By means of the present invention, there is provided an automated trackside railcar discharge gate operating system which can automatically unload a string of cars "on the fly" and without the need for a separate indexing system. The system includes a pair of carriage-mounted tool systems for opening/closing capstan-operated railcar gates disposed to travel along a carriage track and including visual devices to acquire and track capstans to coordinate tool operation. In one embodiment, for unloading cars in adjoining consecutive receiving pits, a pair of spaced fixed-positioned camera devices are situated along the track for sequentially acquiring and transmitting coordinates of passing railcar gate capstans to the carriage-mounted tool systems. A railcar location feedback system in communication with the fixed camera devices is provided for communicating railcar positions to the fixed-position camera devices. The feedback system includes a plurality of carriage-mounted devices with deployable bogey frame engaging arms that are pushed along by the railcars as they are processed.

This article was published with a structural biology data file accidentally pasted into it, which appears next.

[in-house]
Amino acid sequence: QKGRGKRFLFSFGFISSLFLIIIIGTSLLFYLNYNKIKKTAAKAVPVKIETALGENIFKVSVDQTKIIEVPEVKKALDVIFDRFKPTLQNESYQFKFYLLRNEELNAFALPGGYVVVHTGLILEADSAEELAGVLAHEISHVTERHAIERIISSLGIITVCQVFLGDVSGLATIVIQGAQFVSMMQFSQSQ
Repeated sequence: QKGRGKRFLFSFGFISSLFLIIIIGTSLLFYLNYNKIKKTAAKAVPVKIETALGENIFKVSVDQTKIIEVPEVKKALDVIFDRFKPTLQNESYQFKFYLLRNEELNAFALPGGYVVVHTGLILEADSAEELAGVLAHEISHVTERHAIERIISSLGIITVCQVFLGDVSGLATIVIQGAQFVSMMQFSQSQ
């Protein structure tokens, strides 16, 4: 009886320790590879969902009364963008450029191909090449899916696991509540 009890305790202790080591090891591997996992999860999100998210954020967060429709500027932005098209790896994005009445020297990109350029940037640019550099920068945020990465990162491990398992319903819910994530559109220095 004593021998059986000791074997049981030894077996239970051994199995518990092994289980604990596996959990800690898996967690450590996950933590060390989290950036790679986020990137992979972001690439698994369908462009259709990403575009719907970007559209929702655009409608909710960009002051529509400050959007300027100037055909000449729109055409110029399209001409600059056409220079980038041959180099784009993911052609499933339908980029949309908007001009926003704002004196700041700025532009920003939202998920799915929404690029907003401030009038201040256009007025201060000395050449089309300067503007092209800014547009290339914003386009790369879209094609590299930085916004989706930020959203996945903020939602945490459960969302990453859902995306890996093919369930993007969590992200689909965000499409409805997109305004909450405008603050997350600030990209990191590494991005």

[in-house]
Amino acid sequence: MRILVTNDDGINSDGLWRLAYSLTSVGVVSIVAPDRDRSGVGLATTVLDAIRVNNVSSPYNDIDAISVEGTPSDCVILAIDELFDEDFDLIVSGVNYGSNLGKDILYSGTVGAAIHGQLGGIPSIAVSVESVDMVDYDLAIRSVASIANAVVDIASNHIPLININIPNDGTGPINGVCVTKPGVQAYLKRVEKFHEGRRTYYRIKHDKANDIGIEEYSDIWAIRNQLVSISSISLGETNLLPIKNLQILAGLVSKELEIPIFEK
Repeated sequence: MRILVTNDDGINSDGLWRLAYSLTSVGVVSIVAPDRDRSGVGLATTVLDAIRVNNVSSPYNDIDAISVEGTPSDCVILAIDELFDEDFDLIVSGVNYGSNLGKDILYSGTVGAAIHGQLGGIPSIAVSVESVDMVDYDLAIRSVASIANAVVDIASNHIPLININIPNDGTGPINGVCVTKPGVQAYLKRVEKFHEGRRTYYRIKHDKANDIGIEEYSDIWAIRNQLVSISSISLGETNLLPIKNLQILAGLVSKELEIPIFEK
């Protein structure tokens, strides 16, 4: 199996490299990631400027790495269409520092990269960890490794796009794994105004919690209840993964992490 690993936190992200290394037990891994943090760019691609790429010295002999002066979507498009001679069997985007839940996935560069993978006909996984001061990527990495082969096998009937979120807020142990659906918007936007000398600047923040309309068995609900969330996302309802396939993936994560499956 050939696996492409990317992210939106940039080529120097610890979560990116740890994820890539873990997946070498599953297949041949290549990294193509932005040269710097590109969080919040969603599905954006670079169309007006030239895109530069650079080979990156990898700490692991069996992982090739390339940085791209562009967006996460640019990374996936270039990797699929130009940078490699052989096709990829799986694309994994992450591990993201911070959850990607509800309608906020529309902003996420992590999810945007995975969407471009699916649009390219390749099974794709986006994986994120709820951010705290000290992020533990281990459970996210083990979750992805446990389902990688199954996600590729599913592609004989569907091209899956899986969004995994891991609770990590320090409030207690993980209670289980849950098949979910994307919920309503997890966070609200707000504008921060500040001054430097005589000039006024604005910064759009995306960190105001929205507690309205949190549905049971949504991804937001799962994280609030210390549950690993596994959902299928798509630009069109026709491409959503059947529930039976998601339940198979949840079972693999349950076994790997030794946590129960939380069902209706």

Each of the visual devices associated with carriage-mounted tool systems includes a video camera with three-dimensional capability for recognizing and resolving both a capstan rotational position and lateral position distance and causing the tool system to track the capstan. Each of the tool systems also includes a means for aligning a capstan operating chuck tool with the recognized capstan rotational orientation for both the opening and closing steps which can be accomplished as the capstan continues to move.
BRIEF DESCRIPTION OF THE DRAWINGS
 In the drawings:
 FIG. 1 is a plan layout of an automated trackside discharge gate-operating system in accordance with the invention with parts broken away for clarity;
 FIG. 2A is a top schematic view of a carriage-mounted tool system in accordance with the invention shown in relation to a normal capstan location;
 FIG. 2B is a side elevational view of the carriage-mounted tool system of FIG. 2A;
 FIG. 2C is a rear perspective schematic view of the carriage-mounted tool system of FIG. 2A;
 FIG. 2D is a schematic rear elevational view of the carriage-mounted tool system of FIGS. 2A-2C; and